These problems are serious and, as parents, we need to be in ongoing conversations with our kids about them. Just like teaching a child to handle a stove, a bike, or a car, we must also prepare them to use social media well. We would never let a young child simply turn on a stovetop and begin playing with it, nor would we hand a 14-year-old the keys to a truck and expect them to have the knowledge, skill and good judgement to handle it. Likewise, we should not hand kids a smart phone or other connected device without first proactively shaping how they think about and interact with this new technology.

To start, talk with them about the biblical principle of stewardship. Remind them that we are called to be stewards of what God has created (Psalm 24:1). It is all his and we and are to use it faithfully to serve him. Explain that stewardship extends to all that man creates as well, including electronic devices. Help your kids form the way they view technology. Teach them about its benefits and potential dangers—it’s never too early. Much heartache is avoided when parents are involved in shaping their child’s view on this subject—rather than trying to debunk a wrong one.

Then, to keep the conversation going, develop a working knowledge and understanding of social media. Parents (and youth workers, and counselors) do not have the luxury of dismissing their ignorance as unimportant. What may not be of interest or value to you must become so for the sake of the well-being of our young people. In fact, being well-educated on social media will win you the respect of your children and help you avoid over-reacting or imposing unjustified restrictions when questions arise about specific apps.

Use that knowledge to monitor and limit their activities online. Teens have a false sense of security when hiding behind an electronic screen in the comfort of their own home. They presume they are safe and alone. It is a parent’s responsibility to be sure they actually are safe. Until a young person has the maturity, tools, and skill to protect themselves, it is a parent’s job to do so for them. This will not be met with excitement on your teen’s behalf. It means being on top of their activities. It means being called over-protective, and potentially being told you are “the only parent in school who does ______.”

Teach safety skills online. Personal information should never be requested or given out. Be aware of all sites and passwords your child has, and be willing to check on them regularly. Even if you trust your child’s online activity, be aware that there are others online with your son or daughter who are not trustworthy. Role play uncomfortable situations until your kids can articulate what is wrong with what is being asked of them and how they would handle it. Give “what if” questions to prepare them for the unexpected. “What if someone asked for personal information?” “What if you got a text from someone you didn’t know, what would you do?” “What if your girlfriend/ boyfriend sent you an inappropriate picture?” Make it an on-going conversation, one that does not instill fear but preparedness.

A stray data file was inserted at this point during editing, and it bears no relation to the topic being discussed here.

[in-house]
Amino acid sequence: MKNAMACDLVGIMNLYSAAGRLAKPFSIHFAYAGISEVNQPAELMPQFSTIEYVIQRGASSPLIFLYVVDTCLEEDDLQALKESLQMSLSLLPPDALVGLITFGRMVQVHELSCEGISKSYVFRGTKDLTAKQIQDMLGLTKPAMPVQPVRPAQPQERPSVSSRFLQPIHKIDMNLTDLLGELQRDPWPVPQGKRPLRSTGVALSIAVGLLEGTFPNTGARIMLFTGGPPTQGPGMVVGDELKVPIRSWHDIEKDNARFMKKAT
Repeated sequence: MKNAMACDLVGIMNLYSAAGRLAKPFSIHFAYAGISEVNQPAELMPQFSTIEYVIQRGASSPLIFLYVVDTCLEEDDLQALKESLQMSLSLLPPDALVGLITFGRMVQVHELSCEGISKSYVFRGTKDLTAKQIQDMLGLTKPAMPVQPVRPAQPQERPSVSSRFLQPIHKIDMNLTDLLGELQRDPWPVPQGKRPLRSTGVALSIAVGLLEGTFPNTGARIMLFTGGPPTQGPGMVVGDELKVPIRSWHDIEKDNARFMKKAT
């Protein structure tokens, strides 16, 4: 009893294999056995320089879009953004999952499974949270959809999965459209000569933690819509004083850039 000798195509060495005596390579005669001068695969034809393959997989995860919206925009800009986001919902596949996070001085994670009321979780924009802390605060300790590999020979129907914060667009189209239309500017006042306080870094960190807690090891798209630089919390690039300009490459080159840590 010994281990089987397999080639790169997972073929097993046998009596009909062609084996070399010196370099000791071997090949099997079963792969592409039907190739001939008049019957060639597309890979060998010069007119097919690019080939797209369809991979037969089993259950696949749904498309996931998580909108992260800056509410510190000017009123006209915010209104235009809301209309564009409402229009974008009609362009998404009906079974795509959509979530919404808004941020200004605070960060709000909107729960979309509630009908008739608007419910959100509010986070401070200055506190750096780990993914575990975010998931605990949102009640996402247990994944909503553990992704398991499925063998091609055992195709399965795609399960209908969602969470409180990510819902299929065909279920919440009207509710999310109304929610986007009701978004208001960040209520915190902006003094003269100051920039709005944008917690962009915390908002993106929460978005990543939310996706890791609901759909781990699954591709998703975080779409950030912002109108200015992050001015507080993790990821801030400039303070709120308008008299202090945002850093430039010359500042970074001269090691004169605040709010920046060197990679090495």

And finally, teach them personal responsibility and godly fidelity in whatever they doIn Colossians 3:23-24, Paul writes: “Whatever you do, work at it with all your heart, as working for the Lord, not for men, since you know that you will receive an inheritance from the Lord as a reward. It is the Lord Christ you are serving.” We want to encourage young people to engage in daily life with godliness and the conviction that they are living for the approval of the Lord, not the applause of their friends.

Our children are growing up in a world that thrives on technology, and we must be faithful in helping them engage with it. As with many things, technology can be a useful tool and a source of enjoyment, connection, and education. It can also become an addiction, idol, or tool for malice. The more we build strong character in our children, and the more we actively teach them to steward technology, the more likely they are to handle it with skill and wisdom.

The post Young Teens and Social Media appeared first on Christian Counseling & Educational Foundation.

Seminar: Finding Your Confidence, Identity, and Security in Christ (Podcasts)

The audio segments below were taken from the live presentation of the “Finding Your Confidence, Identity, and Security in Christ” seminar. For the various counseling options available from this material visit www.summitrdu.com/counseling.

NOTE: Many people have asked how they can get a copy of the seminar notebook referenced in this verbal presentation. You can request a copy from Summit’s admin over counseling at counseling@summitrdu.com (please note this is an administrative account; no individual or family counsel is provided through e-mail).

Chapter 1.
If Not Self-Esteem, Then What?

https://player.pippa.io/brad-hambrick/episodes/finding-your-confidence-identity-security-in-christ-part-1?theme=white

Chapter 2.
A Portrait of Christ-Honoring Identity

https://player.pippa.io/brad-hambrick/episodes/finding-your-confidence-identity-security-in-christ-part-2?theme=white

Chapter 3.
A Portrait of Christ-Honoring Purpose 

https://player.pippa.io/brad-hambrick/episodes/finding-your-confidence-identity-security-in-christ-part-3?theme=white

Chapter 4.
A Portrait of Christ-Honoring Confidence

https://player.pippa.io/brad-hambrick/episodes/finding-your-confidence-identity-security-in-christ-part-4?theme=white

Chapter 5.
A Portrait of Christ-Honoring Security

https://player.pippa.io/brad-hambrick/episodes/finding-your-confidence-identity-security-in-christ-part-5?theme=white

Chapter 6.
A Portrait of Christ-Honoring Wisdom

https://player.pippa.io/brad-hambrick/episodes/finding-your-confidence-identity-security-in-christ-part-6?theme=white

If this post was beneficial for you, then consider reading other blogs from my “Favorite Posts on Self-Esteem” post which address other facets of this subject.